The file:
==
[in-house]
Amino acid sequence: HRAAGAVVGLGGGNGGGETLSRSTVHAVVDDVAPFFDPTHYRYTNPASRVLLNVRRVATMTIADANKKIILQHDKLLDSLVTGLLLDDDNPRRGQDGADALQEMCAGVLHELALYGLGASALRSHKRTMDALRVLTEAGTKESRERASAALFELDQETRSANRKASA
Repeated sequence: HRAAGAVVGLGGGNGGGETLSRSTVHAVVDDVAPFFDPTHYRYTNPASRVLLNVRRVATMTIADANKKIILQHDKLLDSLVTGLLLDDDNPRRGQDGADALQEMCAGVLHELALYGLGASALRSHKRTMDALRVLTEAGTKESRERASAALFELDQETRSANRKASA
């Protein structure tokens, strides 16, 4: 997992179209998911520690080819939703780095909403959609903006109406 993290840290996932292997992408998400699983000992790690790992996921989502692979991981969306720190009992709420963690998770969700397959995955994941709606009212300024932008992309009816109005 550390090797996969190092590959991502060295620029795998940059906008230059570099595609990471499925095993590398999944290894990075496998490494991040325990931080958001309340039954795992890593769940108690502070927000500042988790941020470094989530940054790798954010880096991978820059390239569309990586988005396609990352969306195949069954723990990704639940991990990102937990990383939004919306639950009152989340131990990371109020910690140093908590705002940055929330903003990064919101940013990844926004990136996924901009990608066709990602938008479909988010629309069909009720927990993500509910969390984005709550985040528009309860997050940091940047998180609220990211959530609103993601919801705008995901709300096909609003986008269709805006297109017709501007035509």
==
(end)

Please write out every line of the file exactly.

[in-house]
Amino acid sequence: HRAAGAVVGLGGGNGGGETLSRSTVHAVVDDVAPFFDPTHYRYTNPASRVLLNVRRVATMTIADANKKIILQHDKLLDSLVTGLLLDDDNPRRGQDGADALQEMCAGVLHELALYGLGASALRSHKRTMDALRVLTEAGTKESRERASAALFELDQETRSANRKASA
Repeated sequence: HRAAGAVVGLGGGNGGGETLSRSTVHAVVDDVAPFFDPTHYRYTNPASRVLLNVRRVATMTIADANKKIILQHDKLLDSLVTGLLLDDDNPRRGQDGADALQEMCAGVLHELALYGLGASALRSHKRTMDALRVLTEAGTKESRERASAALFELDQETRSANRKASA
């Protein structure tokens, strides 16, 4: 997992179209998911520690080819939703780095909403959609903006109406 993290840290996932292997992408998400699983000992790690790992996921989502692979991981969306720190009992709420963690998770969700397959995955994941709606009212300024932008992309009816109005 550390090797996969190092590959991502060295620029795998940059906008230059570099595609990471499925095993590398999944290894990075496998490494991040325990931080958001309340039954795992890593769940108690502070927000500042988790941020470094989530940054790798954010880096991978820059390239569309990586988005396609990352969306195949069954723990990704639940991990990102937990990383939004919306639950009152989340131990990371109020910690140093908590705002940055929330903003990064919101940013990844926004990136996924901009990608066709990602938008479909988010629309069909009720927990993500509910969390984005709550985040528009309860997050940091940047998180609220990211959530609103993601919801705008995901709300096909609003986008269709805006297109017709501007035509």